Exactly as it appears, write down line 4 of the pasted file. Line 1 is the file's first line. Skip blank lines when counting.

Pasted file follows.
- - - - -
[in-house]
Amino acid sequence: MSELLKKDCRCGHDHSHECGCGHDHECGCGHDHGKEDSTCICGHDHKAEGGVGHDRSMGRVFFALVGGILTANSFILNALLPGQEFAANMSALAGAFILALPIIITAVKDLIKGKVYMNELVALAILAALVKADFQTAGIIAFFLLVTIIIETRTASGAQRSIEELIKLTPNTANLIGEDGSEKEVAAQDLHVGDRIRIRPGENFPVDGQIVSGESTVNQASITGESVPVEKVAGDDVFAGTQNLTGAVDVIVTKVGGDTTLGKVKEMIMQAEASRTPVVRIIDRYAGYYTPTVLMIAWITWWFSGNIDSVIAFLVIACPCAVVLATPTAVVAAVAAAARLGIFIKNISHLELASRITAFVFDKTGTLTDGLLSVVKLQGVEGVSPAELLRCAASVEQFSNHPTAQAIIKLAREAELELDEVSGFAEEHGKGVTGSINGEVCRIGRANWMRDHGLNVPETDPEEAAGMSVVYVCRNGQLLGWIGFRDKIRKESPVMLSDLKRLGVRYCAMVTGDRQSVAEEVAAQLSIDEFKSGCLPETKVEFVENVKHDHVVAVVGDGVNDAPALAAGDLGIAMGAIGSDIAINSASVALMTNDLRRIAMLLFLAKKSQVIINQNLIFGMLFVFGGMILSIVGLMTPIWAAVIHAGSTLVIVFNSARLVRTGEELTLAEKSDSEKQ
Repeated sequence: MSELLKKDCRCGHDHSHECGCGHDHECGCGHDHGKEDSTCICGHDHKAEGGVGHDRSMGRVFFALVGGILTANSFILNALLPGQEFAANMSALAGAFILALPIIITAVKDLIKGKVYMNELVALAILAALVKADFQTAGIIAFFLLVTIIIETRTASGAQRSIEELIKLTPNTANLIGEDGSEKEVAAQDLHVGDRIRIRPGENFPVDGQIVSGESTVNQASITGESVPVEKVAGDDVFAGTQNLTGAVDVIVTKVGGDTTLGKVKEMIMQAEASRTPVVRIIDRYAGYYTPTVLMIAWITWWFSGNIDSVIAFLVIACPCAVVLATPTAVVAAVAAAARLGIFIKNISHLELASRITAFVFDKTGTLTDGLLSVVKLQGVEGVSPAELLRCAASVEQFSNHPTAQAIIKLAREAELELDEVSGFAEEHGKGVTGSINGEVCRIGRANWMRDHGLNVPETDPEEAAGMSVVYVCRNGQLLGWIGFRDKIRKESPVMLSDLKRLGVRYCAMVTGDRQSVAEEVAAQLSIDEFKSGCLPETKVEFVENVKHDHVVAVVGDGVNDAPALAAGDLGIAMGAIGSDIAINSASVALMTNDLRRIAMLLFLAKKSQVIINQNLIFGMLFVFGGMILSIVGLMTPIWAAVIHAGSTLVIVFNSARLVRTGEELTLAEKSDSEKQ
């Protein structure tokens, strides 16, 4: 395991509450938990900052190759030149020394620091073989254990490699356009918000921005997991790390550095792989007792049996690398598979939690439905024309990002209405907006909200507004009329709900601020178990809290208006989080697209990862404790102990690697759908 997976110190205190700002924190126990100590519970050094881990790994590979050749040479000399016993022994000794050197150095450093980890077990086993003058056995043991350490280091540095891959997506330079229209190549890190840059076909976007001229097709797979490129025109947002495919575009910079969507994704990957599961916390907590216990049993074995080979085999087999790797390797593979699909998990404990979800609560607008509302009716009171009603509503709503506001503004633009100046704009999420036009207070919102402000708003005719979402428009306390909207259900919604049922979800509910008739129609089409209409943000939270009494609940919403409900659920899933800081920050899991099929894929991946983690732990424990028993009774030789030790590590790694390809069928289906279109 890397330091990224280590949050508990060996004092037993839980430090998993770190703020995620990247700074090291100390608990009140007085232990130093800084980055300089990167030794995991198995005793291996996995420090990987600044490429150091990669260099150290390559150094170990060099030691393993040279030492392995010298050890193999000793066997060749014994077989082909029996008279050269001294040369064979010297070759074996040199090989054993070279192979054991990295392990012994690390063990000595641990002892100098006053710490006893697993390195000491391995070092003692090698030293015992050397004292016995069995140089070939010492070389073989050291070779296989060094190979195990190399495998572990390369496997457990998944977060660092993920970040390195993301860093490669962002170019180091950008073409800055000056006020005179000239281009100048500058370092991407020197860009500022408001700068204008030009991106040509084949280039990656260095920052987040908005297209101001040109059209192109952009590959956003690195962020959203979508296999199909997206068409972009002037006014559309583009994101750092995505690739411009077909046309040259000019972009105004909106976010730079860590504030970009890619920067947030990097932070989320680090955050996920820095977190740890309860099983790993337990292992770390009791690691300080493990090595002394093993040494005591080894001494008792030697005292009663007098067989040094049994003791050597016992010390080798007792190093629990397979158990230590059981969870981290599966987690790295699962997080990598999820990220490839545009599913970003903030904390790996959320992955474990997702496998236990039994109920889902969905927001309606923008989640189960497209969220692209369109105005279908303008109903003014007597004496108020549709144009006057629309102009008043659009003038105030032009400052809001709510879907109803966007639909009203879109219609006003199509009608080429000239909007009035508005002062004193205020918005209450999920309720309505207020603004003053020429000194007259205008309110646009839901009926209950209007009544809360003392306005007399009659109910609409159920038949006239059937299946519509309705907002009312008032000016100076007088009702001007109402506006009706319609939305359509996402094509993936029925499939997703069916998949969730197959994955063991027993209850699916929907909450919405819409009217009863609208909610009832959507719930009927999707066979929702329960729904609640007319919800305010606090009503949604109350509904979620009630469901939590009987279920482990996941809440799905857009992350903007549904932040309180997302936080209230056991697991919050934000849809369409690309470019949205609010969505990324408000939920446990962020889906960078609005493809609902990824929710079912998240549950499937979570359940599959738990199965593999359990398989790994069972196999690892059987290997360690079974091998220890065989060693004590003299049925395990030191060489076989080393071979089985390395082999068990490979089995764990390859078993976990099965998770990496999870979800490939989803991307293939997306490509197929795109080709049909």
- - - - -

């Protein structure tokens, strides 16, 4: 395991509450938990900052190759030149020394620091073989254990490699356009918000921005997991790390550095792989007792049996690398598979939690439905024309990002209405907006909200507004009329709900601020178990809290208006989080697209990862404790102990690697759908 997976110190205190700002924190126990100590519970050094881990790994590979050749040479000399016993022994000794050197150095450093980890077990086993003058056995043991350490280091540095891959997506330079229209190549890190840059076909976007001229097709797979490129025109947002495919575009910079969507994704990957599961916390907590216990049993074995080979085999087999790797390797593979699909998990404990979800609560607008509302009716009171009603509503709503506001503004633009100046704009999420036009207070919102402000708003005719979402428009306390909207259900919604049922979800509910008739129609089409209409943000939270009494609940919403409900659920899933800081920050899991099929894929991946983690732990424990028993009774030789030790590590790694390809069928289906279109 890397330091990224280590949050508990060996004092037993839980430090998993770190703020995620990247700074090291100390608990009140007085232990130093800084980055300089990167030794995991198995005793291996996995420090990987600044490429150091990669260099150290390559150094170990060099030691393993040279030492392995010298050890193999000793066997060749014994077989082909029996008279050269001294040369064979010297070759074996040199090989054993070279192979054991990295392990012994690390063990000595641990002892100098006053710490006893697993390195000491391995070092003692090698030293015992050397004292016995069995140089070939010492070389073989050291070779296989060094190979195990190399495998572990390369496997457990998944977060660092993920970040390195993301860093490669962002170019180091950008073409800055000056006020005179000239281009100048500058370092991407020197860009500022408001700068204008030009991106040509084949280039990656260095920052987040908005297209101001040109059209192109952009590959956003690195962020959203979508296999199909997206068409972009002037006014559309583009994101750092995505690739411009077909046309040259000019972009105004909106976010730079860590504030970009890619920067947030990097932070989320680090955050996920820095977190740890309860099983790993337990292992770390009791690691300080493990090595002394093993040494005591080894001494008792030697005292009663007098067989040094049994003791050597016992010390080798007792190093629990397979158990230590059981969870981290599966987690790295699962997080990598999820990220490839545009599913970003903030904390790996959320992955474990997702496998236990039994109920889902969905927001309606923008989640189960497209969220692209369109105005279908303008109903003014007597004496108020549709144009006057629309102009008043659009003038105030032009400052809001709510879907109803966007639909009203879109219609006003199509009608080429000239909007009035508005002062004193205020918005209450999920309720309505207020603004003053020429000194007259205008309110646009839901009926209950209007009544809360003392306005007399009659109910609409159920038949006239059937299946519509309705907002009312008032000016100076007088009702001007109402506006009706319609939305359509996402094509993936029925499939997703069916998949969730197959994955063991027993209850699916929907909450919405819409009217009863609208909610009832959507719930009927999707066979929702329960729904609640007319919800305010606090009503949604109350509904979620009630469901939590009987279920482990996941809440799905857009992350903007549904932040309180997302936080209230056991697991919050934000849809369409690309470019949205609010969505990324408000939920446990962020889906960078609005493809609902990824929710079912998240549950499937979570359940599959738990199965593999359990398989790994069972196999690892059987290997360690079974091998220890065989060693004590003299049925395990030191060489076989080393071979089985390395082999068990490979089995764990390859078993976990099965998770990496999870979800490939989803991307293939997306490509197929795109080709049909």